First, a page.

'Lost' sediments show details of polar magnetic field

February 28, 2008

UC Davis researchers studying cores of sediment collected 40 years ago have found evidence for magnetic field vortices in the Earth's core beneath the South Pole. The results contrast with earlier studies at lower latitudes, and could lead to a better understanding of processes in the core.

The results came from a seabed sediment core collected by the U.S. Navy in the Antarctic Ross Sea in 1968 as part of Operation Deep Freeze. Samples from the core, covering almost 2.5 million years of the Earth's history, were stored at the Antarctic Marine Geology Research Facility in Tallahassee, Fla., before being re-discovered by Ken Verosub, professor of geology at UC Davis, who brought them back to Davis for magnetic analysis.

Exposed rock on land is weathered into fine grains that are washed out to sea and settle to the bottom. If the grains are magnetic, they will tend to align themselves with the Earth's magnetic field as they settle through the water column.

Verosub's lab uses highly sensitive equipment to measure the orientation of these magnetic grains in the sediments. That ancient magnetic record can be precisely dated by comparison to other rocks, and gives information about the behavior of the planet's magnetic field in the distant past.

"I think this is one of the best palaeomagnetic records yet from the Ross Sea," Verosub said.

Verosub, graduate student Luigi Jovane, postdoctoral researcher Gary Acton and Fabio Florindo at the National Institute for Geophysics and Vulcanology in Rome, Italy, found that there was more "scatter" in the magnetic directions than would be predicted, based on what is known about the Earth's magnetic field from cores collected closer to the equator.

But the results do compare well with recent computer simulations of fluid movement in the planet's core, which predict the existence of vortices in the magnetic field near the poles, Verosub said.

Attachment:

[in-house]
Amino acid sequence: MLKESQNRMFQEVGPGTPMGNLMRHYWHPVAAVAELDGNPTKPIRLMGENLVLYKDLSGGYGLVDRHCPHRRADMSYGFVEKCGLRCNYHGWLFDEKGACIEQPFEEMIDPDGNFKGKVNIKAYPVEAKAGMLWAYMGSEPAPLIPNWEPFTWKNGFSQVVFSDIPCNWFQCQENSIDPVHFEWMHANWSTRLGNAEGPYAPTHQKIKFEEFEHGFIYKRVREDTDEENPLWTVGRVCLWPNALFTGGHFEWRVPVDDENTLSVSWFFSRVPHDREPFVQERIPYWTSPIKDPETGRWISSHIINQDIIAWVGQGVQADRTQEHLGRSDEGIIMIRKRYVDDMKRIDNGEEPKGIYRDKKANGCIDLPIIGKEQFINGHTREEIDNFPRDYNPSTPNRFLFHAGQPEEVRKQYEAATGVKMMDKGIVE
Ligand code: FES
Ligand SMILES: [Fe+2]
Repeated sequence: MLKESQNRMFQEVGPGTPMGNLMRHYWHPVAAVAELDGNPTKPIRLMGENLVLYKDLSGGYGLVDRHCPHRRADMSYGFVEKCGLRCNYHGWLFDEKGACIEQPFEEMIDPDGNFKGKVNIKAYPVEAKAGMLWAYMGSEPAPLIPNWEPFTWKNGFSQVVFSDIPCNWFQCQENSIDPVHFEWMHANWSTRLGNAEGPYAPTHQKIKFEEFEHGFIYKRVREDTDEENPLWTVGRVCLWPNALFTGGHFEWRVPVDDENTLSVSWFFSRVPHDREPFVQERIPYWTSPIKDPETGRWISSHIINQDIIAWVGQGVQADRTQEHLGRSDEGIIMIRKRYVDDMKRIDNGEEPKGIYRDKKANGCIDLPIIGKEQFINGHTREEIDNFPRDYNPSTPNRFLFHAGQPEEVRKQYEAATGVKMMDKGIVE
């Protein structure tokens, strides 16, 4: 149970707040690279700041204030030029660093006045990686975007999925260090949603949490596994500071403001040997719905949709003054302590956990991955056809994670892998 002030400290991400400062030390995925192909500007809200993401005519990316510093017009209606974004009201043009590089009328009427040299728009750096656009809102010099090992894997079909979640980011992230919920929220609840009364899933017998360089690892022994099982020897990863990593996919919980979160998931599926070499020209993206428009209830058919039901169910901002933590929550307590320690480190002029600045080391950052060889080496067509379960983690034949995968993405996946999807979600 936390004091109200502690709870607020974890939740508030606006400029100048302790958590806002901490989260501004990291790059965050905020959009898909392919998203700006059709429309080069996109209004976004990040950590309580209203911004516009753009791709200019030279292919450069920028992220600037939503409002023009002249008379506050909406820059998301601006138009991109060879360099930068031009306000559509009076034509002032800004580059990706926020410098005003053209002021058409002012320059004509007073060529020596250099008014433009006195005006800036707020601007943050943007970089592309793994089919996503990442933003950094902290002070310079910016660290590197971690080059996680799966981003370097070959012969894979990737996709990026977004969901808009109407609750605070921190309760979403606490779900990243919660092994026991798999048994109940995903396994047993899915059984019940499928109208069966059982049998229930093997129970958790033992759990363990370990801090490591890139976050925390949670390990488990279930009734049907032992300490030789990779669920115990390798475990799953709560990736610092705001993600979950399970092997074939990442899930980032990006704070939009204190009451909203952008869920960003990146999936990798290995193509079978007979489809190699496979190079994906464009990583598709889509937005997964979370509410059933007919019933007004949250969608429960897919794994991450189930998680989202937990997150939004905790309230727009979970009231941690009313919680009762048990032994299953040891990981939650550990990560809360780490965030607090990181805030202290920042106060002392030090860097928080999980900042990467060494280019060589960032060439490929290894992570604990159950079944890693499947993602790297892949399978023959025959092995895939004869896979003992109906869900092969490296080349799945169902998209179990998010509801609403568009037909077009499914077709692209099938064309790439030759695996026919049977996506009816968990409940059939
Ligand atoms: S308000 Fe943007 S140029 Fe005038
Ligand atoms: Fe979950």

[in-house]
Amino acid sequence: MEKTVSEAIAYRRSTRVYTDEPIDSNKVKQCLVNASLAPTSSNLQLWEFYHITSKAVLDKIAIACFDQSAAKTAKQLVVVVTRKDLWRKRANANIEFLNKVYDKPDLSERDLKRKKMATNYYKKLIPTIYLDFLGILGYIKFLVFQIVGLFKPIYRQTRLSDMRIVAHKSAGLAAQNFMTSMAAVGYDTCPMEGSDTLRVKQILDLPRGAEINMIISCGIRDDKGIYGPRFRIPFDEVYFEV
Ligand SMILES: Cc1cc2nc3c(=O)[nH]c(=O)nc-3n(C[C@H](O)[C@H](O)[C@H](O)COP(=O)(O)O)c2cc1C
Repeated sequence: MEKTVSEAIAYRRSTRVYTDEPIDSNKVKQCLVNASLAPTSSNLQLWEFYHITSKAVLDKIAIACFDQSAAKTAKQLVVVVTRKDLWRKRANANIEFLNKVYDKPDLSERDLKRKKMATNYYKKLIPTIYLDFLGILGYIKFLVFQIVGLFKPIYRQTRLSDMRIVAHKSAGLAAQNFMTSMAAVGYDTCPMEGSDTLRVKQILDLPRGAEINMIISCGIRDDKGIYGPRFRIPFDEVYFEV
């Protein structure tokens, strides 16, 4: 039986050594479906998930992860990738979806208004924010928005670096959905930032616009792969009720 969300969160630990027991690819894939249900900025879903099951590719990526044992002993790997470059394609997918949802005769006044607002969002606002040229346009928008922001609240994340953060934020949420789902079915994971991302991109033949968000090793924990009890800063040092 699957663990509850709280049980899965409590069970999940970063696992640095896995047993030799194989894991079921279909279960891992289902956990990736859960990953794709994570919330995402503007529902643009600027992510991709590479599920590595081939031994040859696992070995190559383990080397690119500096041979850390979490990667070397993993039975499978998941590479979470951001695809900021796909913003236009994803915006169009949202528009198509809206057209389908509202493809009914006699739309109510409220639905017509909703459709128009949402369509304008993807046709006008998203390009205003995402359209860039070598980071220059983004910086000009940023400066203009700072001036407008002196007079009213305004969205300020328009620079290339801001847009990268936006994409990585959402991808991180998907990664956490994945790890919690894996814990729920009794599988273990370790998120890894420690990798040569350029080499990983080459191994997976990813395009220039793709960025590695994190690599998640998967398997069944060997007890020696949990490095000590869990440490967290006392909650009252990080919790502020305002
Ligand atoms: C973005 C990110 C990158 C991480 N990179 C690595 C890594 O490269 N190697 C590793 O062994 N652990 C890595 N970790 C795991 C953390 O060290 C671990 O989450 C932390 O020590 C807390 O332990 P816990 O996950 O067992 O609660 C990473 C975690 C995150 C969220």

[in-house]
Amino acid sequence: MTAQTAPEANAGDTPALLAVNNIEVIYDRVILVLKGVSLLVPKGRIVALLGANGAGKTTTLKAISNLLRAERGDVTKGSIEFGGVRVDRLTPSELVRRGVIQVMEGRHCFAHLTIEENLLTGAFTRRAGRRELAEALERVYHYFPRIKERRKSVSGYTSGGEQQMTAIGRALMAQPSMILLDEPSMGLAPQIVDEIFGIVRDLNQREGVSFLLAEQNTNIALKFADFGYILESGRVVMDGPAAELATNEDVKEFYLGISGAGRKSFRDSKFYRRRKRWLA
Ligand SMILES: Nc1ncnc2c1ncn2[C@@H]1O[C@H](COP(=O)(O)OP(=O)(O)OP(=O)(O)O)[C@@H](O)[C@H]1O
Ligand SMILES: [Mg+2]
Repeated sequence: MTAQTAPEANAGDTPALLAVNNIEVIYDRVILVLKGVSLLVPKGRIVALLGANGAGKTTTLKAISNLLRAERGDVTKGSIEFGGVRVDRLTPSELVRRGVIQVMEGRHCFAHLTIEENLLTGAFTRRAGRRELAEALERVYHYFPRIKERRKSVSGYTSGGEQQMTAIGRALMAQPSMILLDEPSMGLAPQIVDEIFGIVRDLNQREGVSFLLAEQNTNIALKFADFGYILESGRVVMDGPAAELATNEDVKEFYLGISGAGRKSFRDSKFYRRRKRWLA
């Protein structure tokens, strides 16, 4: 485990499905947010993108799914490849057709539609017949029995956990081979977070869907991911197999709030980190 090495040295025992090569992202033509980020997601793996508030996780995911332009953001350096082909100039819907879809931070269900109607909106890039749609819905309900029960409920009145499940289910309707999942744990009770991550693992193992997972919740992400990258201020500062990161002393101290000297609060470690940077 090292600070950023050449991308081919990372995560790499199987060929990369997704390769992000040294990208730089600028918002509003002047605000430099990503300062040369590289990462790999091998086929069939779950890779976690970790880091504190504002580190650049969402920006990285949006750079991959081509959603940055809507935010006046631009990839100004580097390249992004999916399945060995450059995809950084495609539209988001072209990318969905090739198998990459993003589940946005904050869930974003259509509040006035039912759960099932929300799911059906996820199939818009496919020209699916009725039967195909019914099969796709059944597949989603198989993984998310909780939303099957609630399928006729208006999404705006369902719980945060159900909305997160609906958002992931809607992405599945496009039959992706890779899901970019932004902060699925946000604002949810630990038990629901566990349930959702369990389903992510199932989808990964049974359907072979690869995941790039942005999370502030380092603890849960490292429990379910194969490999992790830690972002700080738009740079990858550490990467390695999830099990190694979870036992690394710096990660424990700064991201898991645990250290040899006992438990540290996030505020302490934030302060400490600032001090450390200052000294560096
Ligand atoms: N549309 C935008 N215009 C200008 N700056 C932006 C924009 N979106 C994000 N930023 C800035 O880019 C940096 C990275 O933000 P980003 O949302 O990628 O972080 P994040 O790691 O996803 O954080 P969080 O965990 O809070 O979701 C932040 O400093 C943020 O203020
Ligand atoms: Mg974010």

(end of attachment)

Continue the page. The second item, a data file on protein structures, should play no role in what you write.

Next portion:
The paper is published online by the journal Earth and Planetary Science Letters, and will appear in the March 30 print edition of the journal.

Source: University of California - Davis

Explore further: Jupiter's moon Europa

Related Stories

Jupiter's moon Europa

September 30, 2015

Jupiter's four largest moons – aka. the Galilean moons, consisting of Io, Europa, Ganymede and Callisto – are nothing if not fascinating. Ever since their discovery over four centuries ago, these moons have been a source ...

Titan helps unpuzzle decades-old plutonium perplexities

September 29, 2015

First produced in 1940, plutonium is one of the most electronically complicated elements on Earth—and because of its complexities, scientists have been struggling to prove the existence of its magnetic properties ever since.

India launches first space observatory

September 28, 2015

India successfully launched on Monday its first high-tech telescopes into space to study the stars, as New Delhi seeks to take another major step in its ambitious and low-cost space programme.

Recommended for you

Asteroid impact, volcanism were one-two punch for dinosaurs

October 1, 2015

Berkeley geologists have uncovered compelling evidence that an asteroid impact on Earth 66 million years ago accelerated the eruptions of volcanoes in India for hundreds of thousands of years, and that together these planet-wide ...

History shows more big wildfires likely as climate warms

October 5, 2015

The history of wildfires over the past 2,000 years in a northern Colorado mountain range indicates that large fires will continue to increase as a result of a warming climate, according to new study led by a University of ...


Please sign in to add a comment. Registration is free, and takes less than a minute. Read more

Click here to reset your password.
Sign in to get notified via email when new comments are made.